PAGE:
Apple’s looking into ways to breathe life into its products, and one possible way to do that is to invest more in research and development. And that’s exactly what the company is planning to do, according to a new report.

It appears that Apple is willing to spend no less than $10 billion on R&D this year, Above Avalon writes, which would be a huge increase from the $6 billion budget the company had for 2015. But even if this report is true, it doesn’t necessarily guarantee that Apple can get back on the right track, as a successful strategy depends on a number of factors.

And the first of them is the efficiency of the research and development process. Apple is well aware of the fact that its products are no longer innovating, and by investing in the pre-production process, the company hopes to find new ways to achieve that.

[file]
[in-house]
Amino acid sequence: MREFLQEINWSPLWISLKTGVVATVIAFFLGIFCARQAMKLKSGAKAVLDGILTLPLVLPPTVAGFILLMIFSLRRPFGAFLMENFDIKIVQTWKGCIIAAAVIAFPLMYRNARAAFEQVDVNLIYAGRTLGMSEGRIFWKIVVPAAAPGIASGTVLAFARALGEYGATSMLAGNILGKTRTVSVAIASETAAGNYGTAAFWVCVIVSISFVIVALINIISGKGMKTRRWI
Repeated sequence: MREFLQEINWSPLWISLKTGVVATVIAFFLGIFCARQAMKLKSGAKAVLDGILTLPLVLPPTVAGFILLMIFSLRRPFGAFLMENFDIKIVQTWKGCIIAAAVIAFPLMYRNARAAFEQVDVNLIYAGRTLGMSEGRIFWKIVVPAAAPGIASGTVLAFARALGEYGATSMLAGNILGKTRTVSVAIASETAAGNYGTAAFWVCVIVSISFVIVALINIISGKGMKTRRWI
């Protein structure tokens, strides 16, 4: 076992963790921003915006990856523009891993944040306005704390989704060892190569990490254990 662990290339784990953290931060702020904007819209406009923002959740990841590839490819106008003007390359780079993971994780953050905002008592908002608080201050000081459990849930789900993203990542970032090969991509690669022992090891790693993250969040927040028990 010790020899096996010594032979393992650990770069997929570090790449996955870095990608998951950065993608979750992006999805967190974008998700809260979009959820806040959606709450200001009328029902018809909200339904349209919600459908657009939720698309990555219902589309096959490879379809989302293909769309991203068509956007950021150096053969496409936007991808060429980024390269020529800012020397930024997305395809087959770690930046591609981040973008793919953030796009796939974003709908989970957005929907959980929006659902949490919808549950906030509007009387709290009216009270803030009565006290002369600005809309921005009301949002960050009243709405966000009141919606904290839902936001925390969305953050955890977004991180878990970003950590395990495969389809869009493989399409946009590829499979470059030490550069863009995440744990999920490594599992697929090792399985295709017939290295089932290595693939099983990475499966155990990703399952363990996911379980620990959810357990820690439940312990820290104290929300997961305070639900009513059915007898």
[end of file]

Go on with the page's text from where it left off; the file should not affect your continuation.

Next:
Next iPhones” will be pioneers of innovation

Apple CEO Tim Cook has already announced that the “next iPhones” will come with things that we don’t know we need at this moment, so Cupertino might indeed have some ideas on how to innovate, but it still takes time to bring them to fruition. The worst thing is that nobody knows exactly what the next iPhones actually means, as the iPhone 7 coming this year is very likely to be mostly similar to the existing models.

Then, in order for research and development investments to make sense, products actually need to hit the market. It’s no secret that a big share of products or ideas that are being researched by tech companies do not see daylight, and this isn’t happening only to Apple.

The iPhone maker is said to be looking into new products too, including in the automotive industry, so it’s possible that part of this new budget is reserved for the long-awaited Apple Car. Even if this is true, there are slight chances to see the car launching next year, as all pundits seem to point to a 2019 or event later unveiling.

Without a doubt, things won’t change overnight, but at least it’s good to know that Apple is aware that something’s not going right and is willing to change. And by the way, you’re welcome, Apple, for the free advice.

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